Mexico’s elections were free and fair
The first thing a U.S. audience should know is that the elections were free, fair and well run. The National Electoral Institute organizes all aspects of federal elections, doles out mass media time by formula (there are no party, candidate or private ad buys), and manages the public financing that accounts for nearly all legal campaign resources. Polling officials are chosen at random, much like jury duty in the United States. More international observers were accredited than for any prior election.
All but 10 of the 156,807 polling stations nationwide opened and operated as planned. This is an astounding feat for a country plagued by extreme levels of violence.
It was a tectonic victory
This year, the second-place finisher, Ricardo Anaya, who represented an uncomfortable coalition of the center-right PAN and the center-left PRD, will be around 30 points below at about 22 percent. José Antonio Meade of the incumbent and formerly dominant PRI will turn in a weak 16 percent. Despite fanfare about Jaime Rodríguez (“El Bronco”), Mexico’s first-ever independent candidate will scarcely peak above 5 percent.
Together with its coalition partners, AMLO’s Movement for National Regeneration (Morena) party will hold a majority of seats in both houses of Congress. This represents democracy’s clearest mandate, and means AMLO will be able to pass ordinary legislation without straining to strike deals. The political capital to pass constitutional reforms is not far from reach. This level of control means that a public hungry for results will hold his government solely responsible for successes, and its shortcomings.
Believe it or not, Trump was not a major factor
Although some readers may be surprised, the election wasn’t about President Trump. All three candidates stood up for Mexico in relations with its northern neighbor, but the contest was between those who supported the sociopolitical system and those who critiqued it.
AMLO argued that corrupt governments and the broader “mafia of power” (a pliable concept that he sometimes used to include business interests and sometimes did not), has caused persistent poverty and inequality, inefficient public services and perilous insecurity. The other candidates struggled to position themselves as responsible reformers (Meade), sensible leaders who would prosecute corrupt officials but leave the socioeconomic system intact (Anaya), and tough guys who would crackdown on wrongdoers violently if needed (Rodriguez).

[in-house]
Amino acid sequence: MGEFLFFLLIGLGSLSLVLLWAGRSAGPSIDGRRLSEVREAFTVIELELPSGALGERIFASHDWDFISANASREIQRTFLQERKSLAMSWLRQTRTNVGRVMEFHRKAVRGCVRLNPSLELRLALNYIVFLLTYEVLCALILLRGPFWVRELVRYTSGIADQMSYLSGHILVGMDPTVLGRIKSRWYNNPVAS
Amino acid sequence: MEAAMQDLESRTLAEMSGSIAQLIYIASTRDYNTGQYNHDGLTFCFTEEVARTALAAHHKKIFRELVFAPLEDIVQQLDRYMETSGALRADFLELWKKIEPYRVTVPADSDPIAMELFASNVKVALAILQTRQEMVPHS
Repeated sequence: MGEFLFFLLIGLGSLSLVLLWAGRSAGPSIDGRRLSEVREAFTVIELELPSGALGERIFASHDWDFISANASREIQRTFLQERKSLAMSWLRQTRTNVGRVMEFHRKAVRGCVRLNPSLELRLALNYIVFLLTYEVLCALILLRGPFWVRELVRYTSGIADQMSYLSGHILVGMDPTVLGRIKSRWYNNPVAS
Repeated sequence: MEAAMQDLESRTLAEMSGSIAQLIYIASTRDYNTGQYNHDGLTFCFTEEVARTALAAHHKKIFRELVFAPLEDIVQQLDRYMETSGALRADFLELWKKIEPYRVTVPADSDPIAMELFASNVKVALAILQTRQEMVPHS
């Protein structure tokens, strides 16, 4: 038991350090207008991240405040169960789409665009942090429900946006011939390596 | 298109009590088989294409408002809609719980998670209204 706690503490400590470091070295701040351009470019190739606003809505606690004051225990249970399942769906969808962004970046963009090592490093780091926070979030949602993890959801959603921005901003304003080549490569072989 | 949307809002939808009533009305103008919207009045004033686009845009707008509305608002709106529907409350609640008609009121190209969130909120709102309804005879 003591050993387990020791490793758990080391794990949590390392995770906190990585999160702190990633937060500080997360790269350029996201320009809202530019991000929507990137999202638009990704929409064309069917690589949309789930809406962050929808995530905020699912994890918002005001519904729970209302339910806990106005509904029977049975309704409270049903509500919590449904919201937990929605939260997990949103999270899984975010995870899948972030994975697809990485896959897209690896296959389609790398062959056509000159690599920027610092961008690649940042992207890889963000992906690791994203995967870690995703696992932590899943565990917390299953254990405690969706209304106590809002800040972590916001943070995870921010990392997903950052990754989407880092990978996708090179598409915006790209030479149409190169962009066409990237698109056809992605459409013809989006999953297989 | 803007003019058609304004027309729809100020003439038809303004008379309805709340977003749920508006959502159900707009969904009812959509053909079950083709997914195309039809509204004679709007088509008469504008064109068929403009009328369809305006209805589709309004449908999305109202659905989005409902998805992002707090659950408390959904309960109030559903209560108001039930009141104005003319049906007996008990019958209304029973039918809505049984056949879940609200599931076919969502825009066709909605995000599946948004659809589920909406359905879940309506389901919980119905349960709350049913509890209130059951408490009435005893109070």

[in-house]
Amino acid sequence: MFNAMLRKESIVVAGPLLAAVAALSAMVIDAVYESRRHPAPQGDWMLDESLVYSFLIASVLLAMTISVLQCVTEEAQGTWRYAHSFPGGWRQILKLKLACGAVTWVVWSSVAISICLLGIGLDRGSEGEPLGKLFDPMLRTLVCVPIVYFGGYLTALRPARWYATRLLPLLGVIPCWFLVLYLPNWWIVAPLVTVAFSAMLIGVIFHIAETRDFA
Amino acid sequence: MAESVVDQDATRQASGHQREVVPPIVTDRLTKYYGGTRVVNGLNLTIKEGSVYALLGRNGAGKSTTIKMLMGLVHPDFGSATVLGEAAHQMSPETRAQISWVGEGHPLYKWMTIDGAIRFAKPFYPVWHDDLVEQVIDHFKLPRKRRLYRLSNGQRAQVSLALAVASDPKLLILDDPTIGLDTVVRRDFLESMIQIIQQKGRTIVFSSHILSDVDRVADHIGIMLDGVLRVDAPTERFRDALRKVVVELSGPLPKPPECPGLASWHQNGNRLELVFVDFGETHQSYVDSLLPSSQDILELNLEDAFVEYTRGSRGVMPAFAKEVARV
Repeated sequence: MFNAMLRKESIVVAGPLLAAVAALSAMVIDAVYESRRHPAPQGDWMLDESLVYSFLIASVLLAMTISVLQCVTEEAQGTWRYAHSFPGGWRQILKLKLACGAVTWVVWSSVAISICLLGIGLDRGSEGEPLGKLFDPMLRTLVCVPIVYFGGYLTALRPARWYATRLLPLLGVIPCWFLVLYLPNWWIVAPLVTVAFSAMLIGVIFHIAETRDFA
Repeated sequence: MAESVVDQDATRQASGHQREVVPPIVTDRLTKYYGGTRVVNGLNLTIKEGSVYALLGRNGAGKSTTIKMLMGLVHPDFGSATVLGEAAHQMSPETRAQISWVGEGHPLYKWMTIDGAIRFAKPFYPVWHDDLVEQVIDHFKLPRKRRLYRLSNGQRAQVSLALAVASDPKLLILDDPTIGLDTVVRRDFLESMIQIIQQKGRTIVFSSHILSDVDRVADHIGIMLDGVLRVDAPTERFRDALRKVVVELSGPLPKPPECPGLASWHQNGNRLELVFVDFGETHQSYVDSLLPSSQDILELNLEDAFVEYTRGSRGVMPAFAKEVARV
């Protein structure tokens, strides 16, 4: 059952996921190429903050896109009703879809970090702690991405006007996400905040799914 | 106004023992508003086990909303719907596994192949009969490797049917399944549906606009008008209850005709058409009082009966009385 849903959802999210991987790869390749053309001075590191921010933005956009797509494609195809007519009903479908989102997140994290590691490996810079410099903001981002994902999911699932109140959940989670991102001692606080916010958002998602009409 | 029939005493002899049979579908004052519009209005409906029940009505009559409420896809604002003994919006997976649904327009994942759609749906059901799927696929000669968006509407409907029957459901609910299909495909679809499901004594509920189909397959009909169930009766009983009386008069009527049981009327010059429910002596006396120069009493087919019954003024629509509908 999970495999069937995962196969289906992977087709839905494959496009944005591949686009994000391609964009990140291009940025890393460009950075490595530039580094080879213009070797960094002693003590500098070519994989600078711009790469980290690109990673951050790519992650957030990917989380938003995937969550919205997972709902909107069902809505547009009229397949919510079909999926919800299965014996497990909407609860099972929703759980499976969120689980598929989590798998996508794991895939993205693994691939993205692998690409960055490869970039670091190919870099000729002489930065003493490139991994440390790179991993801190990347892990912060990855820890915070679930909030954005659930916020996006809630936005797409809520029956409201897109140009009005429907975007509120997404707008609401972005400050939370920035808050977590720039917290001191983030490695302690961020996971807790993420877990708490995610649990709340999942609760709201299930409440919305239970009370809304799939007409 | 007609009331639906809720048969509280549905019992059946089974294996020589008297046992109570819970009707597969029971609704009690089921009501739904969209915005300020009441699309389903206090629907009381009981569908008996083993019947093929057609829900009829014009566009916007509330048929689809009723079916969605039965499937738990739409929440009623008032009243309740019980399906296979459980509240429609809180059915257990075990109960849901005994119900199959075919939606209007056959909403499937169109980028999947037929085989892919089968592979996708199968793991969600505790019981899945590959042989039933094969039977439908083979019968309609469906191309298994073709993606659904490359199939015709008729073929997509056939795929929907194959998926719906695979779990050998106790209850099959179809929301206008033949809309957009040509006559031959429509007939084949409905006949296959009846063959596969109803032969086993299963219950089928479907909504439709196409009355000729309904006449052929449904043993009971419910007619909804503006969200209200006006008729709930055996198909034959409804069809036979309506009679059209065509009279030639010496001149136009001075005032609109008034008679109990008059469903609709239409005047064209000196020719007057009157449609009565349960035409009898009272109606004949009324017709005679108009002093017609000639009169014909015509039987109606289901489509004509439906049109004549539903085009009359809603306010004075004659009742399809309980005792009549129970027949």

The style and substance of Mexican politics really will change
AMLO will bring a new style to the presidency. His rhetoric will be more down to earth and designed to help ordinary people understand what government is doing. He will likely hold near-daily early-morning news conferences to set the agenda for the day, and thereby control the news cycle. He will forgo the pomp and privileges of the presidency, casting an image of humility and ordinariness that many find appealing.
Enough with the analogies: AMLO is not Chávez, Trump or Sanders
Some observers have suggested analogies between AMLO and other political figures. Those are tempting when the future is unclear, but the main comparisons fit poorly.
Venezuela’s Hugo Chávez rose from the ashes of a fragile party system; AMLO competed through an established one and an institutionalized electoral system. Chávez benefited from tremendously high oil prices that rely less on cross-national economic ties; Mexico’s economy centers on manufacturing exports. Chávez was able to cow and dismantle core institutions in Venezuela’s democracy; even if AMLO wanted to enhance the power of the presidency, he would be constrained by a better organized state.
Mexico’s shifting party system
Although AMLO rose through an organized party system, he leaves an uncertain landscape in his wake. In their scramble to survive against the AMLO juggernaut, the PRD and PAN formed an alliance that undermined their brands. The PRD may not survive. The PAN has some soul-searching to do to overcome internal rifts, but it is well-positioned to counter AMLO in the public debate.
The biggest loser is the formerly dominant and current incumbent party, the PRI. It has struggled for an identity under democracy, eventually promoting itself as the party of experience and stability. Those attributes were roundly rejected in this election. Yet the PRI still holds 13 of 32 statehouses, so whether Mexico emerges with a two-bloc or three-bloc party system will depend on how well these governors coordinate between now and the 2021 midterms.